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CSE 370 - Introduction to Operating Systems

From Fall 2000

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CSE 370 - Introduction to Operating Systems

  1. 1. CSE 380 Introduction to Operating Systems Insup Lee Fall 00
  2. 2. What is an Operating System? <ul><li>A piece of software that provides a convenient, efficient environment for the execution of user programs. </li></ul>Hardware Operating systems Systems software Applications software Users
  3. 3. Resource Abstraction and Sharing <ul><li>Hides the details of how the hardware operates </li></ul><ul><li>Provides an abstract model of the operation of hardware components </li></ul><ul><ul><li>generalize hardware behavior </li></ul></ul><ul><ul><li>limit the flexibility in which hardware can be manipulated </li></ul></ul><ul><li>Computation model: processes, threads </li></ul><ul><li>Resources: memory, disk, files, cpu, etc. </li></ul>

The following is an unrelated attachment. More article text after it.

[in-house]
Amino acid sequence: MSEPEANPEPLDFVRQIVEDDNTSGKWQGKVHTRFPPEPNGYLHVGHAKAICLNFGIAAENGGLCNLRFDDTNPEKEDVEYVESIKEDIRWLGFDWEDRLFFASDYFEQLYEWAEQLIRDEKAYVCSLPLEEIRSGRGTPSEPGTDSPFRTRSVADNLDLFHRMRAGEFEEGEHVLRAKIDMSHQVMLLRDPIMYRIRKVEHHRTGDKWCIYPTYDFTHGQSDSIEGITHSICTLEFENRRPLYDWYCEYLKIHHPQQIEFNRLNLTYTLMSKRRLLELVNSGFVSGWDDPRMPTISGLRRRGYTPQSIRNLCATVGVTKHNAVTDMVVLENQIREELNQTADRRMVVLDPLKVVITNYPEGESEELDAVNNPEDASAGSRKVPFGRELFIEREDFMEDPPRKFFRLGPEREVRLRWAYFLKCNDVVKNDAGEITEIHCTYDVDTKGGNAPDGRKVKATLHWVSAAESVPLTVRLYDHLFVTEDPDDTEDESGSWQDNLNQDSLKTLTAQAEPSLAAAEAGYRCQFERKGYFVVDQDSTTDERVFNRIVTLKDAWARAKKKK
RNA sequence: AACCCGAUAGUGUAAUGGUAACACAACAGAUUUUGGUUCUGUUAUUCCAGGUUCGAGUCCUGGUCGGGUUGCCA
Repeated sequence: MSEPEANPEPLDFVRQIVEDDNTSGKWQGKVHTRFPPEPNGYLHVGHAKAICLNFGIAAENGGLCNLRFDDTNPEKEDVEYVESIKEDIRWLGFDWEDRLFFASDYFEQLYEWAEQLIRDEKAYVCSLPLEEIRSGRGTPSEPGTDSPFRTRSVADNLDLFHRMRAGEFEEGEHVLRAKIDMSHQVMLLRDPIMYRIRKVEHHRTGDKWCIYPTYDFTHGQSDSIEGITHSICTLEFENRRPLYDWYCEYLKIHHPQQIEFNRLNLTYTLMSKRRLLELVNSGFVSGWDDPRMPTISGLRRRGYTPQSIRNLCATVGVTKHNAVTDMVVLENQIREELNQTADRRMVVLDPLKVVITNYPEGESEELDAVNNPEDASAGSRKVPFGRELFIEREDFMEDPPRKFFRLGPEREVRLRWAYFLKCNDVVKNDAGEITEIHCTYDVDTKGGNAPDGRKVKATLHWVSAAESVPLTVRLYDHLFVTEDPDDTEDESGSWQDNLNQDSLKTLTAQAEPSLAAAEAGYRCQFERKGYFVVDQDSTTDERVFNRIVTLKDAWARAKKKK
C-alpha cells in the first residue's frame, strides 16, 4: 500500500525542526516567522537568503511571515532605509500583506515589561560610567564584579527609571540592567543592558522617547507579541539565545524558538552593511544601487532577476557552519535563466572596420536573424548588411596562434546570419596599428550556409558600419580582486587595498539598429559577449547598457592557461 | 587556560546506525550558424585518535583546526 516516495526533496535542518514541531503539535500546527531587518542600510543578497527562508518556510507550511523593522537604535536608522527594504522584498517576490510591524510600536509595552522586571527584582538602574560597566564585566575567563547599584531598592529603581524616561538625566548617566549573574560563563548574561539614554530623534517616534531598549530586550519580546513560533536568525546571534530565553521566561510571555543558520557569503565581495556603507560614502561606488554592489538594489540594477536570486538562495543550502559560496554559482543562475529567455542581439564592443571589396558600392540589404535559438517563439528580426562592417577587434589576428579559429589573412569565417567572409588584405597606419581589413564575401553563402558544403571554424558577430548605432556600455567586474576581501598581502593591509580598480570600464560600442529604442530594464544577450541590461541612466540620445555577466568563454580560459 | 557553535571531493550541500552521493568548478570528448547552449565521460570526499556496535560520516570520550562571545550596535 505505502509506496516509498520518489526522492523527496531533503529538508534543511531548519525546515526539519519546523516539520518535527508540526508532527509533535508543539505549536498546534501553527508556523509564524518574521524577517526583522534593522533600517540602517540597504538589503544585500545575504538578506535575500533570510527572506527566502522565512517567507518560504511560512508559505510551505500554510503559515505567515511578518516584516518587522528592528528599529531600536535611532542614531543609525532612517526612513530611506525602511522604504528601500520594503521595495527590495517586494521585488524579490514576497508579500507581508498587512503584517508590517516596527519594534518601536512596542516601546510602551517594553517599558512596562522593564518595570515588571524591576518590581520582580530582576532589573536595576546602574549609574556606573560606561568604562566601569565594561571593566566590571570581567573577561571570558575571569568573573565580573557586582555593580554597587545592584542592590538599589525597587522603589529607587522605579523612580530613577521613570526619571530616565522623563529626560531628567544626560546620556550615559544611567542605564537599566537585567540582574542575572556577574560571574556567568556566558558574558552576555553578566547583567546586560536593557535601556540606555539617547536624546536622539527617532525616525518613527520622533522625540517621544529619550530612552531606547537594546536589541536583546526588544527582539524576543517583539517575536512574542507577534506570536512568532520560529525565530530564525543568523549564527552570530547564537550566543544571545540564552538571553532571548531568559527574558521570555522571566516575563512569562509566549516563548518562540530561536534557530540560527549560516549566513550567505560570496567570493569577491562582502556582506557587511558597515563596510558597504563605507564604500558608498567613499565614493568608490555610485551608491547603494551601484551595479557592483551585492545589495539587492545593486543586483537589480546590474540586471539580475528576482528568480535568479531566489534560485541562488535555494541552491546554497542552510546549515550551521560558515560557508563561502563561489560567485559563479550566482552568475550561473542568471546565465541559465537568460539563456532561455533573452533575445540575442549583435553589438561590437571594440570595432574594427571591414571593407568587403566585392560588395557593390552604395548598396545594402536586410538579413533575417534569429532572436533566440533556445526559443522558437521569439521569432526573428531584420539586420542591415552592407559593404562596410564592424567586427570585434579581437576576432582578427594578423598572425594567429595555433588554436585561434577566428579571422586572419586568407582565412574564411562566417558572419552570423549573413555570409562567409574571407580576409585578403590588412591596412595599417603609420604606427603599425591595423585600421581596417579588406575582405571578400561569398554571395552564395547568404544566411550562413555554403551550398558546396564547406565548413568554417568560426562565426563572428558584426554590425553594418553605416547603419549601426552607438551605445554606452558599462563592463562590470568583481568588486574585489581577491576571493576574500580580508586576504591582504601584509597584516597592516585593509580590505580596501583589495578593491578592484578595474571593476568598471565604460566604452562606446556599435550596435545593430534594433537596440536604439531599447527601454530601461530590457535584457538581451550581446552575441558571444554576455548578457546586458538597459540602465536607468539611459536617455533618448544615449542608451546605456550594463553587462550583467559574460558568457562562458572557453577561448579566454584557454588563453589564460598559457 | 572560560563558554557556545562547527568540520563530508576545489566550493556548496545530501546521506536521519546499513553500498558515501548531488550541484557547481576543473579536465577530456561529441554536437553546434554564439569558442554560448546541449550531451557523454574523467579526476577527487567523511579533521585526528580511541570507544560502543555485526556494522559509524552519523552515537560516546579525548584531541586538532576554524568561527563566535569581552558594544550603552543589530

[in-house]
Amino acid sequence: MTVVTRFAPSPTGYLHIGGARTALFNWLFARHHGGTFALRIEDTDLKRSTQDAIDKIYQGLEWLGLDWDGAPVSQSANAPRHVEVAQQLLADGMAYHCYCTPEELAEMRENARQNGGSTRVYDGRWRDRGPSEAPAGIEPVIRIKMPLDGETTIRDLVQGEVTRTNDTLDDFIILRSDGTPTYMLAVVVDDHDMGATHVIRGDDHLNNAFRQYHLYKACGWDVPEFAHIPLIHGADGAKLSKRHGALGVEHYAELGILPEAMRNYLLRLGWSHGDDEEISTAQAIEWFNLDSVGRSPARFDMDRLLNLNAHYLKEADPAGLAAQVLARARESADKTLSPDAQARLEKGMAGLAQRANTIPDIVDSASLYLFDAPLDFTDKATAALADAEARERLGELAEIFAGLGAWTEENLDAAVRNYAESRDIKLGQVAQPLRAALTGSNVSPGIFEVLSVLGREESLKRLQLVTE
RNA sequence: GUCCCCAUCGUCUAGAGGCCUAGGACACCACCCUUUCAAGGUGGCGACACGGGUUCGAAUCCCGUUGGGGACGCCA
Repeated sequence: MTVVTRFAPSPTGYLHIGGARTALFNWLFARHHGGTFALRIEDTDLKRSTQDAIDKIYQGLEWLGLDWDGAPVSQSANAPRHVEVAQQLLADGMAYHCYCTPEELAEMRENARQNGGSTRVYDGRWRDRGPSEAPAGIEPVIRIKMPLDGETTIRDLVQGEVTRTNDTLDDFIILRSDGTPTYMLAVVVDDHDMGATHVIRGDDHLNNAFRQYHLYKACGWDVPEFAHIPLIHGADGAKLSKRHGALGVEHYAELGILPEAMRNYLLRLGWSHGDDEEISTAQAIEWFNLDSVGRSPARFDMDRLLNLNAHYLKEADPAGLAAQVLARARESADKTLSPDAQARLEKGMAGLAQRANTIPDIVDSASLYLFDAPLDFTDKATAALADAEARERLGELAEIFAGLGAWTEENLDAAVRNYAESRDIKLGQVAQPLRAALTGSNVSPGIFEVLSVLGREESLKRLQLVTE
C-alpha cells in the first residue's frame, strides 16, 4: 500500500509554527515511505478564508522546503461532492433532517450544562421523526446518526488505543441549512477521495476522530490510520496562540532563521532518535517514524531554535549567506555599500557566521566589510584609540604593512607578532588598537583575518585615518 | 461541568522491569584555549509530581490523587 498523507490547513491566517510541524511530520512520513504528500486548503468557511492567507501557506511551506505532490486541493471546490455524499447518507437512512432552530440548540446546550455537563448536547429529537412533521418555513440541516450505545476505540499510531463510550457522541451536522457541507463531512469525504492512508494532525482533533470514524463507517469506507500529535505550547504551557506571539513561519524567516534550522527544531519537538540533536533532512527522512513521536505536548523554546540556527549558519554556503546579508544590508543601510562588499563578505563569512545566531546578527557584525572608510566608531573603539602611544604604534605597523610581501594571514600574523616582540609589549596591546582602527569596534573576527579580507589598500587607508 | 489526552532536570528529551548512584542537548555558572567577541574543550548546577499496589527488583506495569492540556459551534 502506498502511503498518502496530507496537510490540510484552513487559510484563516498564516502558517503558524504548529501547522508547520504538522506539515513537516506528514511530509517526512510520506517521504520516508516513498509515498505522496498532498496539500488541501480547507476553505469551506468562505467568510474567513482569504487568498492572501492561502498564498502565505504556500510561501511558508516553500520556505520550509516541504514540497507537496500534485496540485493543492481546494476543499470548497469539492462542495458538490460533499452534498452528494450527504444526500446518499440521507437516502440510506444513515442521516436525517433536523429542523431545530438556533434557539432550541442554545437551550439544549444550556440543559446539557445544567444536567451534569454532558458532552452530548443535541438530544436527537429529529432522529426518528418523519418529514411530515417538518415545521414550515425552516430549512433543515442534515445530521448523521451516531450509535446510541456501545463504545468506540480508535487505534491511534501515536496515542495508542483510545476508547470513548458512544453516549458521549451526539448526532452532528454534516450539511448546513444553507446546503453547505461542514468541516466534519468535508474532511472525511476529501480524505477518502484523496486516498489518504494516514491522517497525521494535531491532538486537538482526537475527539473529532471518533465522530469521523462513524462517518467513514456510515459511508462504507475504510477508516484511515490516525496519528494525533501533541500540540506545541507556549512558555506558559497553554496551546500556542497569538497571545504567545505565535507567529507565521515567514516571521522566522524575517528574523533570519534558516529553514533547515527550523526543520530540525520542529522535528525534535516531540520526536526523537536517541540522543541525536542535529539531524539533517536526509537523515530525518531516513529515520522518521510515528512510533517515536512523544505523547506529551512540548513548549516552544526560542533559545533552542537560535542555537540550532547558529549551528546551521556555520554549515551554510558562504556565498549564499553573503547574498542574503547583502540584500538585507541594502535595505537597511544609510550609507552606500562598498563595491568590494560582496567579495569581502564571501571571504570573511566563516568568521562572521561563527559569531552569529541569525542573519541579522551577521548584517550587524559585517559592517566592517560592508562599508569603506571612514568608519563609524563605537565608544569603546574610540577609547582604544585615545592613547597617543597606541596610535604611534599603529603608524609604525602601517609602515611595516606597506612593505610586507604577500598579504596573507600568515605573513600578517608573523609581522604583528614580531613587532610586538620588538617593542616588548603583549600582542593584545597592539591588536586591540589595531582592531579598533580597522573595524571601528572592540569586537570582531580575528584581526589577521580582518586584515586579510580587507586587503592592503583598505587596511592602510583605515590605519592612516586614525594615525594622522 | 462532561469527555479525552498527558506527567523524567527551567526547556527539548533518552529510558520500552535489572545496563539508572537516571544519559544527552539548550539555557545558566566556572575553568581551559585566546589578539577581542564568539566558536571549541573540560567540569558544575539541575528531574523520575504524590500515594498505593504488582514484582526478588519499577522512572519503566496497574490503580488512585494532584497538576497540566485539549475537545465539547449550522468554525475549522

4. 4. Why do we need an operating system? <ul><li>User viewpoint -- provide user interface, command interpreter, directory structure, utility programs (compilers, editors, filters) </li></ul><ul><li>Program environment viewpoint -- enhance the bare machine higher-level I/O, structure files, notion of independent processes, improved store (size, protection) </li></ul><ul><li>Efficiency viewpoint -- replace a human operator scheduling jobs, storing I/O (files), invoking necessary programs such as compiler </li></ul><ul><li>Economic viewpoint -- allow concurrent uses and good scheduling of resources </li></ul><ul><li>So, the goals are to make the system convenient to use (via system calls) and to manage resources efficiently. </li></ul>
  5. 5. Evolution of an OS <ul><li>Hardware upgrades </li></ul><ul><li>New types of hardware </li></ul><ul><li>New services </li></ul><ul><li>Fixes </li></ul>